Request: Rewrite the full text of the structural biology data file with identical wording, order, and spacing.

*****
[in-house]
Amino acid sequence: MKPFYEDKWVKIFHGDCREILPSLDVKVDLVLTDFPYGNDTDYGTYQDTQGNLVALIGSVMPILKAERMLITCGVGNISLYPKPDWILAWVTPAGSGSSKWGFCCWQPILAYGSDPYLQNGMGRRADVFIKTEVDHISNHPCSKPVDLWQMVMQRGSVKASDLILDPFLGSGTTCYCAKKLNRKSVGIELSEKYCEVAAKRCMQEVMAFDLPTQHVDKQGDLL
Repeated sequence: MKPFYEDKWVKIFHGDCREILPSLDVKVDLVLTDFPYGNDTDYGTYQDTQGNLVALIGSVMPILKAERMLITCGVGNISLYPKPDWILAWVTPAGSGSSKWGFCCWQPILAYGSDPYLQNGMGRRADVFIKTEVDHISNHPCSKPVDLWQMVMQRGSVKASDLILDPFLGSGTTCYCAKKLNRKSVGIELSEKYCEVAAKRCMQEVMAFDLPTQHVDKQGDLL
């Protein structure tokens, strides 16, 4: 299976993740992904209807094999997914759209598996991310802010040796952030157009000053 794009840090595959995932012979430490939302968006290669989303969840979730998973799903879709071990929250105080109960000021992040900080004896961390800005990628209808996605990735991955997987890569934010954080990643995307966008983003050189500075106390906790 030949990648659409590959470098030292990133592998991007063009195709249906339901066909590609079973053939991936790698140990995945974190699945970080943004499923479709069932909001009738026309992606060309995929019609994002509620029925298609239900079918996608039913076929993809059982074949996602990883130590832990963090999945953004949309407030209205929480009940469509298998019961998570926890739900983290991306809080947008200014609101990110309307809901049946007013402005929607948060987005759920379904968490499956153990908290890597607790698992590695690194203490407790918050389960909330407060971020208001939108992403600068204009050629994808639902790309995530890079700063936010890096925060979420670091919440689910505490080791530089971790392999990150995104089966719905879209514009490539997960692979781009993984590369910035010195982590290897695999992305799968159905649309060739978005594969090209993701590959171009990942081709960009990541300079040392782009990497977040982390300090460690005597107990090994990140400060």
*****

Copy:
[in-house]
Amino acid sequence: MKPFYEDKWVKIFHGDCREILPSLDVKVDLVLTDFPYGNDTDYGTYQDTQGNLVALIGSVMPILKAERMLITCGVGNISLYPKPDWILAWVTPAGSGSSKWGFCCWQPILAYGSDPYLQNGMGRRADVFIKTEVDHISNHPCSKPVDLWQMVMQRGSVKASDLILDPFLGSGTTCYCAKKLNRKSVGIELSEKYCEVAAKRCMQEVMAFDLPTQHVDKQGDLL
Repeated sequence: MKPFYEDKWVKIFHGDCREILPSLDVKVDLVLTDFPYGNDTDYGTYQDTQGNLVALIGSVMPILKAERMLITCGVGNISLYPKPDWILAWVTPAGSGSSKWGFCCWQPILAYGSDPYLQNGMGRRADVFIKTEVDHISNHPCSKPVDLWQMVMQRGSVKASDLILDPFLGSGTTCYCAKKLNRKSVGIELSEKYCEVAAKRCMQEVMAFDLPTQHVDKQGDLL
């Protein structure tokens, strides 16, 4: 299976993740992904209807094999997914759209598996991310802010040796952030157009000053 794009840090595959995932012979430490939302968006290669989303969840979730998973799903879709071990929250105080109960000021992040900080004896961390800005990628209808996605990735991955997987890569934010954080990643995307966008983003050189500075106390906790 030949990648659409590959470098030292990133592998991007063009195709249906339901066909590609079973053939991936790698140990995945974190699945970080943004499923479709069932909001009738026309992606060309995929019609994002509620029925298609239900079918996608039913076929993809059982074949996602990883130590832990963090999945953004949309407030209205929480009940469509298998019961998570926890739900983290991306809080947008200014609101990110309307809901049946007013402005929607948060987005759920379904968490499956153990908290890597607790698992590695690194203490407790918050389960909330407060971020208001939108992403600068204009050629994808639902790309995530890079700063936010890096925060979420670091919440689910505490080791530089971790392999990150995104089966719905879209514009490539997960692979781009993984590369910035010195982590290897695999992305799968159905649309060739978005594969090209993701590959171009990942081709960009990541300079040392782009990497977040982390300090460690005597107990090994990140400060």